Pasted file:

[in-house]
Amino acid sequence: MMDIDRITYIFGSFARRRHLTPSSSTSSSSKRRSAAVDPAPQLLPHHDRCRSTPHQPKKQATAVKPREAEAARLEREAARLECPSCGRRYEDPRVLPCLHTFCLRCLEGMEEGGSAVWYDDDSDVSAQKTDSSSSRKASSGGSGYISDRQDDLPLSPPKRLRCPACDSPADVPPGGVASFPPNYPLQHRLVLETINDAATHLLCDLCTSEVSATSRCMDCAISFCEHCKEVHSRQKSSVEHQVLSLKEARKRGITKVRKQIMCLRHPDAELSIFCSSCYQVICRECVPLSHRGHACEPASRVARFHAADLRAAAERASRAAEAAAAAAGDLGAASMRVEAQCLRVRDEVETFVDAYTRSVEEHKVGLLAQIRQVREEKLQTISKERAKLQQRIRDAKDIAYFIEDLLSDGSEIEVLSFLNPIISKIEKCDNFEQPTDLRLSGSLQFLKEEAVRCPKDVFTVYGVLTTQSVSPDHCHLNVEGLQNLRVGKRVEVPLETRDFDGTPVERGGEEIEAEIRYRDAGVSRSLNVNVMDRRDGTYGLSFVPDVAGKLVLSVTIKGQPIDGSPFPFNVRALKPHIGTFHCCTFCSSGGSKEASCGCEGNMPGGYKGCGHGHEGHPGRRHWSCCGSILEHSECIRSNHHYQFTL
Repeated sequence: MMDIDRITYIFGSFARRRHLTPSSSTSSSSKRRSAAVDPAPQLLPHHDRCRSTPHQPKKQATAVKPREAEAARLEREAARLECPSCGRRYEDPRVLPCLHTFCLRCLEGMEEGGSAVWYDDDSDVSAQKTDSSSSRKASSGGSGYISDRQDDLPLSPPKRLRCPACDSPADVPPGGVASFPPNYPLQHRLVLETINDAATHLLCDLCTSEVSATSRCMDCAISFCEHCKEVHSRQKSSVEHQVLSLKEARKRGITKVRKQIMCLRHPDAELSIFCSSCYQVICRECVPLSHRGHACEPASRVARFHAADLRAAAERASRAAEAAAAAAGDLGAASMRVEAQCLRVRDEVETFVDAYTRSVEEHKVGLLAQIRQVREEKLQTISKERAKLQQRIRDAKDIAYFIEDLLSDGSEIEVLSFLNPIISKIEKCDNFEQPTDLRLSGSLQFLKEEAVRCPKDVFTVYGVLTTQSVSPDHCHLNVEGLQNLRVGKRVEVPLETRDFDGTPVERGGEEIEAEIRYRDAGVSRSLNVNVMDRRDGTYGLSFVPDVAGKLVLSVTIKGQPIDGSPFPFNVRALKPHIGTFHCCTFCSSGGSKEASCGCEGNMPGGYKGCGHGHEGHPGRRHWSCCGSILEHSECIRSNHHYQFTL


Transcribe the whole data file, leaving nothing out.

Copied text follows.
[in-house]
Amino acid sequence: MMDIDRITYIFGSFARRRHLTPSSSTSSSSKRRSAAVDPAPQLLPHHDRCRSTPHQPKKQATAVKPREAEAARLEREAARLECPSCGRRYEDPRVLPCLHTFCLRCLEGMEEGGSAVWYDDDSDVSAQKTDSSSSRKASSGGSGYISDRQDDLPLSPPKRLRCPACDSPADVPPGGVASFPPNYPLQHRLVLETINDAATHLLCDLCTSEVSATSRCMDCAISFCEHCKEVHSRQKSSVEHQVLSLKEARKRGITKVRKQIMCLRHPDAELSIFCSSCYQVICRECVPLSHRGHACEPASRVARFHAADLRAAAERASRAAEAAAAAAGDLGAASMRVEAQCLRVRDEVETFVDAYTRSVEEHKVGLLAQIRQVREEKLQTISKERAKLQQRIRDAKDIAYFIEDLLSDGSEIEVLSFLNPIISKIEKCDNFEQPTDLRLSGSLQFLKEEAVRCPKDVFTVYGVLTTQSVSPDHCHLNVEGLQNLRVGKRVEVPLETRDFDGTPVERGGEEIEAEIRYRDAGVSRSLNVNVMDRRDGTYGLSFVPDVAGKLVLSVTIKGQPIDGSPFPFNVRALKPHIGTFHCCTFCSSGGSKEASCGCEGNMPGGYKGCGHGHEGHPGRRHWSCCGSILEHSECIRSNHHYQFTL
Repeated sequence: MMDIDRITYIFGSFARRRHLTPSSSTSSSSKRRSAAVDPAPQLLPHHDRCRSTPHQPKKQATAVKPREAEAARLEREAARLECPSCGRRYEDPRVLPCLHTFCLRCLEGMEEGGSAVWYDDDSDVSAQKTDSSSSRKASSGGSGYISDRQDDLPLSPPKRLRCPACDSPADVPPGGVASFPPNYPLQHRLVLETINDAATHLLCDLCTSEVSATSRCMDCAISFCEHCKEVHSRQKSSVEHQVLSLKEARKRGITKVRKQIMCLRHPDAELSIFCSSCYQVICRECVPLSHRGHACEPASRVARFHAADLRAAAERASRAAEAAAAAAGDLGAASMRVEAQCLRVRDEVETFVDAYTRSVEEHKVGLLAQIRQVREEKLQTISKERAKLQQRIRDAKDIAYFIEDLLSDGSEIEVLSFLNPIISKIEKCDNFEQPTDLRLSGSLQFLKEEAVRCPKDVFTVYGVLTTQSVSPDHCHLNVEGLQNLRVGKRVEVPLETRDFDGTPVERGGEEIEAEIRYRDAGVSRSLNVNVMDRRDGTYGLSFVPDVAGKLVLSVTIKGQPIDGSPFPFNVRALKPHIGTFHCCTFCSSGGSKEASCGCEGNMPGGYKGCGHGHEGHPGRRHWSCCGSILEHSECIRSNHHYQFTL